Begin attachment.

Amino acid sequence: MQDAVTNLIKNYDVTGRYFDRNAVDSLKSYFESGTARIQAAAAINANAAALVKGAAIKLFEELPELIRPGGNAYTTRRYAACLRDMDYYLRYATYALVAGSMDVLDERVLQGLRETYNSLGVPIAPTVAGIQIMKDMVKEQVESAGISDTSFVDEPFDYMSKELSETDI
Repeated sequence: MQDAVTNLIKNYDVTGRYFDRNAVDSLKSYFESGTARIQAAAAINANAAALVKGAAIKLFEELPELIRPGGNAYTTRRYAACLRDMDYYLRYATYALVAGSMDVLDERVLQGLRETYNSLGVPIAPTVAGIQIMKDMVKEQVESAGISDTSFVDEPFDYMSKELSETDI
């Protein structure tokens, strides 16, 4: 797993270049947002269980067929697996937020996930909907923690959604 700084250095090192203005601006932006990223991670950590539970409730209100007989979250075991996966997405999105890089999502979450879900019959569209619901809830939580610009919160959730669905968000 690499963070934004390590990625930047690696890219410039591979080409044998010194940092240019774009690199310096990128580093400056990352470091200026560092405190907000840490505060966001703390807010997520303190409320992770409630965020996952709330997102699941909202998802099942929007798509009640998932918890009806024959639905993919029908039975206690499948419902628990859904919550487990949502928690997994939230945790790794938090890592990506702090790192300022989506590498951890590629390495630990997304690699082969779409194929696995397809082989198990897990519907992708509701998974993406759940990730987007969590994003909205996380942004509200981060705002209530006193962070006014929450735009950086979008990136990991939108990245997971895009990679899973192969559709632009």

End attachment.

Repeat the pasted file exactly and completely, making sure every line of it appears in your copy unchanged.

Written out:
Amino acid sequence: MQDAVTNLIKNYDVTGRYFDRNAVDSLKSYFESGTARIQAAAAINANAAALVKGAAIKLFEELPELIRPGGNAYTTRRYAACLRDMDYYLRYATYALVAGSMDVLDERVLQGLRETYNSLGVPIAPTVAGIQIMKDMVKEQVESAGISDTSFVDEPFDYMSKELSETDI
Repeated sequence: MQDAVTNLIKNYDVTGRYFDRNAVDSLKSYFESGTARIQAAAAINANAAALVKGAAIKLFEELPELIRPGGNAYTTRRYAACLRDMDYYLRYATYALVAGSMDVLDERVLQGLRETYNSLGVPIAPTVAGIQIMKDMVKEQVESAGISDTSFVDEPFDYMSKELSETDI
């Protein structure tokens, strides 16, 4: 797993270049947002269980067929697996937020996930909907923690959604 700084250095090192203005601006932006990223991670950590539970409730209100007989979250075991996966997405999105890089999502979450879900019959569209619901809830939580610009919160959730669905968000 690499963070934004390590990625930047690696890219410039591979080409044998010194940092240019774009690199310096990128580093400056990352470091200026560092405190907000840490505060966001703390807010997520303190409320992770409630965020996952709330997102699941909202998802099942929007798509009640998932918890009806024959639905993919029908039975206690499948419902628990859904919550487990949502928690997994939230945790790794938090890592990506702090790192300022989506590498951890590629390495630990997304690699082969779409194929696995397809082989198990897990519907992708509701998974993406759940990730987007969590994003909205996380942004509200981060705002209530006193962070006014929450735009950086979008990136990991939108990245997971895009990679899973192969559709632009």